If not commercially available, the necessary starting materials for the chemical reactions disclosed herein may be prepared by procedures which may be selected from standard organic chemical techniques found in standard organic textbook references. The techniques found therein may be applied directly to the synthesis of known starting materials described directly in that reference or may be applied by analogy to compounds having similar functionality to achieve predictable results.
Conventional methods and/or techniques of purification and separation known to those skilled in the art can be used to isolate the compounds of this invention. Such techniques include all types of chromatography (HPLC, column chromatography using common adsorbents such as silica gel, and thin layer chromatography), recrystallization, and differential (i.e., liquid-liquid) extraction techniques.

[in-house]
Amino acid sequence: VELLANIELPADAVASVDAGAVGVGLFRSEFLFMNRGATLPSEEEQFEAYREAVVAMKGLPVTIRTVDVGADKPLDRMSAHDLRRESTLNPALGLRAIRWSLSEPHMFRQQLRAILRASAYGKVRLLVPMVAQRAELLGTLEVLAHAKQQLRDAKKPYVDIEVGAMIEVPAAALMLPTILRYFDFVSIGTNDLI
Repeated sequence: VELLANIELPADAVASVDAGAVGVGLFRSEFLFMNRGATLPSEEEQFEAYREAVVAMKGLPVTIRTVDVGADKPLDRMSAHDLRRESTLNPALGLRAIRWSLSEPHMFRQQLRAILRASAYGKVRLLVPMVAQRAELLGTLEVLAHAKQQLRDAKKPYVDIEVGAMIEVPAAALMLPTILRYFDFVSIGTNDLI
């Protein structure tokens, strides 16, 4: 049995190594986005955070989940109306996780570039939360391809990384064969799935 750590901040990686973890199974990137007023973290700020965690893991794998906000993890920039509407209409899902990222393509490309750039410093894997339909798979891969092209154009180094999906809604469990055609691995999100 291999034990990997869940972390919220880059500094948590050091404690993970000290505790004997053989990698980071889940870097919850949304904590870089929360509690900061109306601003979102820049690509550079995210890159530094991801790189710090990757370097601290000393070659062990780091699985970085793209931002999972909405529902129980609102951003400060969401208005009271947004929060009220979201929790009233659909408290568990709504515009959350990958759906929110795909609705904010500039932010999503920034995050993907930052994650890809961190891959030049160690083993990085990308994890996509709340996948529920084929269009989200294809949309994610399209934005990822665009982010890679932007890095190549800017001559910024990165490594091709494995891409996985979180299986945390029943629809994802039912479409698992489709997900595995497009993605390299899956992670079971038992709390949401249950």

Certain of the compounds of Formula I, for example those which have free carboxylic acid functionality, form pharmaceutically-acceptable cation salts by reacting the free acid forms with an appropriate base, usually one equivalent, in a co-solvent. Typical bases are sodium hydroxide, sodium methoxide, sodium ethoxide, sodium hydride, potassium methoxide, magnesium hydroxide, calcium hydroxide, benzathine, choline, diethanolamine, piperazine and tromethamine. The salt is isolated by concentration to dryness or by addition of a non-solvent. In many cases, salts are preferably prepared by mixing a solution of the acid with a solution of a different salt of the cation (sodium or potassium ethylhexanoate, magnesium oleate), employing a solvent (e.g., ethyl acetate) from which the desired cationic salt precipitates, or can be otherwise isolated by concentration and/or addition of a non-solvent.